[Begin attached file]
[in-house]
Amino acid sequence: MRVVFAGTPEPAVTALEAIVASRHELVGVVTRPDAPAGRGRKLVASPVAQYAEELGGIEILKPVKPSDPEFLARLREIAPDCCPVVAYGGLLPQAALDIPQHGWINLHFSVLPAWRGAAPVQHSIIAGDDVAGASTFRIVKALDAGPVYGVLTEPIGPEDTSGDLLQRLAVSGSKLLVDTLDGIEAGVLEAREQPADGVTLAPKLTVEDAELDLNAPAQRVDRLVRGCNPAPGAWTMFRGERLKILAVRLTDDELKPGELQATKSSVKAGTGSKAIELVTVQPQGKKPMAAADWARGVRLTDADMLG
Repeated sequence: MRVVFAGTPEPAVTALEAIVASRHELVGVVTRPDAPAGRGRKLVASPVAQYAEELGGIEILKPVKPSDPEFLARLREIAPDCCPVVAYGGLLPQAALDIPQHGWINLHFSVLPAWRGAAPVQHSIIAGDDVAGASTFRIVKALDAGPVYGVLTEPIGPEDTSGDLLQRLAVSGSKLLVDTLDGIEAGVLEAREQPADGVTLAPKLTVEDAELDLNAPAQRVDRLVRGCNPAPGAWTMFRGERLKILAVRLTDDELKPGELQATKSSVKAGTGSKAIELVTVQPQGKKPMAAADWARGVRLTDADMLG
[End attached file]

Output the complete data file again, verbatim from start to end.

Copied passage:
[in-house]
Amino acid sequence: MRVVFAGTPEPAVTALEAIVASRHELVGVVTRPDAPAGRGRKLVASPVAQYAEELGGIEILKPVKPSDPEFLARLREIAPDCCPVVAYGGLLPQAALDIPQHGWINLHFSVLPAWRGAAPVQHSIIAGDDVAGASTFRIVKALDAGPVYGVLTEPIGPEDTSGDLLQRLAVSGSKLLVDTLDGIEAGVLEAREQPADGVTLAPKLTVEDAELDLNAPAQRVDRLVRGCNPAPGAWTMFRGERLKILAVRLTDDELKPGELQATKSSVKAGTGSKAIELVTVQPQGKKPMAAADWARGVRLTDADMLG
Repeated sequence: MRVVFAGTPEPAVTALEAIVASRHELVGVVTRPDAPAGRGRKLVASPVAQYAEELGGIEILKPVKPSDPEFLARLREIAPDCCPVVAYGGLLPQAALDIPQHGWINLHFSVLPAWRGAAPVQHSIIAGDDVAGASTFRIVKALDAGPVYGVLTEPIGPEDTSGDLLQRLAVSGSKLLVDTLDGIEAGVLEAREQPADGVTLAPKLTVEDAELDLNAPAQRVDRLVRGCNPAPGAWTMFRGERLKILAVRLTDDELKPGELQATKSSVKAGTGSKAIELVTVQPQGKKPMAAADWARGVRLTDADMLG